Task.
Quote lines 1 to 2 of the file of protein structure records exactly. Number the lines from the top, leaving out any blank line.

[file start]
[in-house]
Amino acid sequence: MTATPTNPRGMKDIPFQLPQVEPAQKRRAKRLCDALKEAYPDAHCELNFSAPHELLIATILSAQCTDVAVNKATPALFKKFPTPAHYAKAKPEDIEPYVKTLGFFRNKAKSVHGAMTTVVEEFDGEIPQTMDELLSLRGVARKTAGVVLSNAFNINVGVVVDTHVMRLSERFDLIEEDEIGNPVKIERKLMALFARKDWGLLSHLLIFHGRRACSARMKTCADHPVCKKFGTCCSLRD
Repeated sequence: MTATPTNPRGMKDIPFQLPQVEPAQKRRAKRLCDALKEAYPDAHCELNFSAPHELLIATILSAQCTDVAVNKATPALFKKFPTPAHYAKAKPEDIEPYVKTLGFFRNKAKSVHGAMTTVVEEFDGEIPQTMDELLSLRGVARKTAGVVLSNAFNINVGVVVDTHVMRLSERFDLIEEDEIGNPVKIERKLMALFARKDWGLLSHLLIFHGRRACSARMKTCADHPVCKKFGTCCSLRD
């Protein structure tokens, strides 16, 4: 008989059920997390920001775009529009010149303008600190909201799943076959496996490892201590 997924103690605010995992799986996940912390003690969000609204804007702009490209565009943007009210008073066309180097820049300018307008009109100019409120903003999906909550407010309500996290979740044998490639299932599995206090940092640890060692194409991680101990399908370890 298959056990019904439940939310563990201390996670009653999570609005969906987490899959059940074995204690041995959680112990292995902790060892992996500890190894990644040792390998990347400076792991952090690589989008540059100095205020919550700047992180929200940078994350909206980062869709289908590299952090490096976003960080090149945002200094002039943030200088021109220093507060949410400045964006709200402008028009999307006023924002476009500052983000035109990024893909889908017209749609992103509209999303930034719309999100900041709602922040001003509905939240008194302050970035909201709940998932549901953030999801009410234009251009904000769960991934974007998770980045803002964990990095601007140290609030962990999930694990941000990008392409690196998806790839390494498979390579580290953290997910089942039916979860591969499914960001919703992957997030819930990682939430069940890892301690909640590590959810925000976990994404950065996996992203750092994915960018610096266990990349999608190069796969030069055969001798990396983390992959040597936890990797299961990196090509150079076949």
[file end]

[in-house]
Amino acid sequence: MTATPTNPRGMKDIPFQLPQVEPAQKRRAKRLCDALKEAYPDAHCELNFSAPHELLIATILSAQCTDVAVNKATPALFKKFPTPAHYAKAKPEDIEPYVKTLGFFRNKAKSVHGAMTTVVEEFDGEIPQTMDELLSLRGVARKTAGVVLSNAFNINVGVVVDTHVMRLSERFDLIEEDEIGNPVKIERKLMALFARKDWGLLSHLLIFHGRRACSARMKTCADHPVCKKFGTCCSLRD